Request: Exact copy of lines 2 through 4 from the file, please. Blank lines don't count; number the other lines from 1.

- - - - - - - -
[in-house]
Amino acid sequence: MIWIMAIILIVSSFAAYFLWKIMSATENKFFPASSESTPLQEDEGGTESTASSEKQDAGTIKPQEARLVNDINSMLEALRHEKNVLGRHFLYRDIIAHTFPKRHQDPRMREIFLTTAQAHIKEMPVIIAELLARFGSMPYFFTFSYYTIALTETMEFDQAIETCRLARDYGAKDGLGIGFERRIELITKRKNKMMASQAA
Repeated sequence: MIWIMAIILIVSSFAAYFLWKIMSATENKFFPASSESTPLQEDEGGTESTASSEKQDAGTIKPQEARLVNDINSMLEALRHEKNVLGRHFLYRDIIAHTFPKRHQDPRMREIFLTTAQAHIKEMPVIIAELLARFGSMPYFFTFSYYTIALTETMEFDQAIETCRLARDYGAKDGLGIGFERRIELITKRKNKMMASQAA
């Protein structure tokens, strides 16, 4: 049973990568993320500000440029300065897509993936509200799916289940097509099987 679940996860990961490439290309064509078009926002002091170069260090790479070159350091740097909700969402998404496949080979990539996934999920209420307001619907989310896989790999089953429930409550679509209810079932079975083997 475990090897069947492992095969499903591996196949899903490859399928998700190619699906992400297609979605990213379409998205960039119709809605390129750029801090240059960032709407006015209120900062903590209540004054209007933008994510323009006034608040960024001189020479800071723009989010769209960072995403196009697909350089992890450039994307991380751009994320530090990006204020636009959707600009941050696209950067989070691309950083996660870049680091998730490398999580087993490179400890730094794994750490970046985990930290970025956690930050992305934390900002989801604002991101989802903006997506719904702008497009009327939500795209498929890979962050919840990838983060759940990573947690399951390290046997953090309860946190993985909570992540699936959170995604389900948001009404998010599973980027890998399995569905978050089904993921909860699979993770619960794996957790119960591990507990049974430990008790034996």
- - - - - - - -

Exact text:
Amino acid sequence: MIWIMAIILIVSSFAAYFLWKIMSATENKFFPASSESTPLQEDEGGTESTASSEKQDAGTIKPQEARLVNDINSMLEALRHEKNVLGRHFLYRDIIAHTFPKRHQDPRMREIFLTTAQAHIKEMPVIIAELLARFGSMPYFFTFSYYTIALTETMEFDQAIETCRLARDYGAKDGLGIGFERRIELITKRKNKMMASQAA
Repeated sequence: MIWIMAIILIVSSFAAYFLWKIMSATENKFFPASSESTPLQEDEGGTESTASSEKQDAGTIKPQEARLVNDINSMLEALRHEKNVLGRHFLYRDIIAHTFPKRHQDPRMREIFLTTAQAHIKEMPVIIAELLARFGSMPYFFTFSYYTIALTETMEFDQAIETCRLARDYGAKDGLGIGFERRIELITKRKNKMMASQAA
């Protein structure tokens, strides 16, 4: 049973990568993320500000440029300065897509993936509200799916289940097509099987 679940996860990961490439290309064509078009926002002091170069260090790479070159350091740097909700969402998404496949080979990539996934999920209420307001619907989310896989790999089953429930409550679509209810079932079975083997 475990090897069947492992095969499903591996196949899903490859399928998700190619699906992400297609979605990213379409998205960039119709809605390129750029801090240059960032709407006015209120900062903590209540004054209007933008994510323009006034608040960024001189020479800071723009989010769209960072995403196009697909350089992890450039994307991380751009994320530090990006204020636009959707600009941050696209950067989070691309950083996660870049680091998730490398999580087993490179400890730094794994750490970046985990930290970025956690930050992305934390900002989801604002991101989802903006997506719904702008497009009327939500795209498929890979962050919840990838983060759940990573947690399951390290046997953090309860946190993985909570992540699936959170995604389900948001009404998010599973980027890998399995569905978050089904993921909860699979993770619960794996957790119960591990507990049974430990008790034996």